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Planning for Extreme Weather and Climate Change: Advancing Resiliency and Adaptation Across Metrolinx


In the 2015-2020 Five Year Strategy, Metrolinx stated its commitment to establish a Corporate Climate Adaptation Plan covering facilities, practices and protocols by 2018. The urgency for its development was partly driven by a record precipitation and flood event that occurred on July 8th, 2013, when an intense storm caused extensive flooding to key transportation assets and services in the Greater Toronto and Hamilton Area. This event, and other stresses caused by a changing climate, has raised questions about the vulnerability of the regional transit system, and the need for the development and implementation of a resiliency and adaptation plan. While Metrolinx currently manages about $11 Billion in assets, the need to consider vulnerability and risk to future climate is further heightened in consideration of an additional $16 Billion – $50 Billion in transit investment that is expected over the next 10-20 years through the implementation of the Regional Transportation Plan, the expansion of the Regional Express Rail, and the construction of new Rapid Transit lines for light rail and buses. Understanding and effectively planning for increased vulnerability and risk to extreme weather and climate change is thus essential in terms of Metrolinx being able to manage existing and future infrastructure assets in a manner that ensures that the regional transit system is both sustainable and resilient.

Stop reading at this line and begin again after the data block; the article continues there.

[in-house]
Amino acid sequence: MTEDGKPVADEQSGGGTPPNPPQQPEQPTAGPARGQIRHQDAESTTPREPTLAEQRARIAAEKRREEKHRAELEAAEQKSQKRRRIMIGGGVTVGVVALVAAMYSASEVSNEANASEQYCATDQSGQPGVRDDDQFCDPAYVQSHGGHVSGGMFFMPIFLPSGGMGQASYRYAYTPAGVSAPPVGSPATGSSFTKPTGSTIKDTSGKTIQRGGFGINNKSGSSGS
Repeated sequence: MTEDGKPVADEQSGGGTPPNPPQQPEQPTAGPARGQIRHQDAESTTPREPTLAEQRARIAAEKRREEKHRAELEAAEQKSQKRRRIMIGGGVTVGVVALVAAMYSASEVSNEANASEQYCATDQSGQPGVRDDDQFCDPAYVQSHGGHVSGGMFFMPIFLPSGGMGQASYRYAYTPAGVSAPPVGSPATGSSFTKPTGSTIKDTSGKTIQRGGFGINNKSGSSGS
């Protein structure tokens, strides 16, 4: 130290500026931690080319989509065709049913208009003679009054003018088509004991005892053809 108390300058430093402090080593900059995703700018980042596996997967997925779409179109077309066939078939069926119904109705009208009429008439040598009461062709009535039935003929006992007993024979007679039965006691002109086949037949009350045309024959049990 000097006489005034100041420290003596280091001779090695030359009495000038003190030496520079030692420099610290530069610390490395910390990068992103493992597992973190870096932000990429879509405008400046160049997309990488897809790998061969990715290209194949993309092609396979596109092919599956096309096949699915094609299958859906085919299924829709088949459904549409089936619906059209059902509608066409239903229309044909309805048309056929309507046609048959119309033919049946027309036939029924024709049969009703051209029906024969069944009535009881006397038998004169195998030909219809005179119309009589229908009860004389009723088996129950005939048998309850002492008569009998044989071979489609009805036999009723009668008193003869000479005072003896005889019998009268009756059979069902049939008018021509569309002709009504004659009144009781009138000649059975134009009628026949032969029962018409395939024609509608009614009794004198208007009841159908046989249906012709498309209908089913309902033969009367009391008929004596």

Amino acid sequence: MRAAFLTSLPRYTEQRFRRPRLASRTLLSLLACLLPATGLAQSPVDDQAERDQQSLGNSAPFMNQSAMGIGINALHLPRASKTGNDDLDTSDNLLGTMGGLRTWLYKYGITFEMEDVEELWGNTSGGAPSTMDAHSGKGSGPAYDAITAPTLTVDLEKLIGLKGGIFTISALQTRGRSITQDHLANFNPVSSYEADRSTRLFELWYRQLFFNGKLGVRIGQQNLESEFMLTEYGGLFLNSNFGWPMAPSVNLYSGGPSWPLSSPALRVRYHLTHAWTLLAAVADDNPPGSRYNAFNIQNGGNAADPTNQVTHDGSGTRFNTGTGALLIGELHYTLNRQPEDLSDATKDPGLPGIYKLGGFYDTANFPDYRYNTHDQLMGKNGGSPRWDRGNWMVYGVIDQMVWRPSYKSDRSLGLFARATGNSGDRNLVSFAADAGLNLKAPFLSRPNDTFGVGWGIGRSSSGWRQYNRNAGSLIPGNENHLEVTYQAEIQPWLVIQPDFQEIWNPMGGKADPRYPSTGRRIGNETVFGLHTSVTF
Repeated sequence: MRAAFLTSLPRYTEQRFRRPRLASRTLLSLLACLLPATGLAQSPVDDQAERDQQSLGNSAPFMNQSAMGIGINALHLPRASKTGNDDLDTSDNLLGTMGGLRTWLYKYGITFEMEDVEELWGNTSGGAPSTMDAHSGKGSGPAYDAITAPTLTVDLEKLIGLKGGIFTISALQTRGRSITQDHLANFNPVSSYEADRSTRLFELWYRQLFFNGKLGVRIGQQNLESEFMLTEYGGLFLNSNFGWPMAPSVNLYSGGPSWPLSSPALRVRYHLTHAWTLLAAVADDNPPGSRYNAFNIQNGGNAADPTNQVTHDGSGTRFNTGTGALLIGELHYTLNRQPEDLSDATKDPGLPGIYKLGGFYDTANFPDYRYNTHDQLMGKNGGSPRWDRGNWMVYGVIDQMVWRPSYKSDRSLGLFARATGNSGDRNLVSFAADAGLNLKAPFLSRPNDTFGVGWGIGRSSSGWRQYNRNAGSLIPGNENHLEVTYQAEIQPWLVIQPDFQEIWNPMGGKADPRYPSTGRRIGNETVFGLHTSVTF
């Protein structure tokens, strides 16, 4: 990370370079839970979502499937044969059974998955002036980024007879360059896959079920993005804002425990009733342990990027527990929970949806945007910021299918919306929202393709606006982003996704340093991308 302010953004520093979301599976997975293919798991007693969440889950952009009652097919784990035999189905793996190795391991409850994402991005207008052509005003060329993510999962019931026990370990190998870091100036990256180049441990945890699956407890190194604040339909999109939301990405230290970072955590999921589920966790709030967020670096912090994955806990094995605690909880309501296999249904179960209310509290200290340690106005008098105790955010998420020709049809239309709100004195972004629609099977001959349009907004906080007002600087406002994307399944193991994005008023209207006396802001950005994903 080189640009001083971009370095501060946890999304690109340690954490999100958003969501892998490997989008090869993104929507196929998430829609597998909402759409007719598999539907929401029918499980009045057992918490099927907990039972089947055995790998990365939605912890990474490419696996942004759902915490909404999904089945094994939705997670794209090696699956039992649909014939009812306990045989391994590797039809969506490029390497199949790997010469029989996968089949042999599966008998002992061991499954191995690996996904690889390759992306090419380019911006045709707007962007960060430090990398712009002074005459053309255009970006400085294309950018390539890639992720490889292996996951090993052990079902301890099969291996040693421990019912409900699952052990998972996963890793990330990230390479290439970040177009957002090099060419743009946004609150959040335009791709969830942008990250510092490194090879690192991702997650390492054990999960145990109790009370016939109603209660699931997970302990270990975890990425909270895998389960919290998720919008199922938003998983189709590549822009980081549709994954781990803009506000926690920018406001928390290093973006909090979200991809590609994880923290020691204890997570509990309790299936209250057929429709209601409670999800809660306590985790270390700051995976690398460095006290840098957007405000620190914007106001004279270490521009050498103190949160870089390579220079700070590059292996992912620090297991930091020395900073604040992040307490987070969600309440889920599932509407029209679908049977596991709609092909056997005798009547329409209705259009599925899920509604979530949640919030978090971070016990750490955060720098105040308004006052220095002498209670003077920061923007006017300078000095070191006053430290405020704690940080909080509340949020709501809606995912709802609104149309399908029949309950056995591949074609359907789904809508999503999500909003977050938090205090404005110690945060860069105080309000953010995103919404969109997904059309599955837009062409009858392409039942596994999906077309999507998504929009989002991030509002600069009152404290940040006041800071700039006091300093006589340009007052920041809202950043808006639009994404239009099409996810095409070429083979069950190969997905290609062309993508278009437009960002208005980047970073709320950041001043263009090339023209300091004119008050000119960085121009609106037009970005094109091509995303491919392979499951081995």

This paper outlines progress to date at Metrolinx to develop a resiliency and adaptation program that will lead to the establishment of a Corporate Climate Adaptation Plan. The key steps that were undertaken in year 1 are covered, that includes the creation of an internal resiliency working group, a benchmarking report comparing Metrolinx to best practices, and the application of the Public Infrastructure Engineering Vulnerability Committee (PIEVC) Protocol to a selection of key critical assets, including rail corridors, stations, and maintenance facilities. In year 2 potential lessons learned from the PIEVC study are being used to inform the pathway forward that includes identifying high risk assets and developing climate adaptation management plans, and identifying opportunities where mainstreaming resiliency to extreme weather and climate change can be effectively applied across the organization in its practices and protocols.

Conference Paper Details

Session title:
Impacts of Climate Change on Transportation Planning Session
Chiotti, Q.
Transportation planning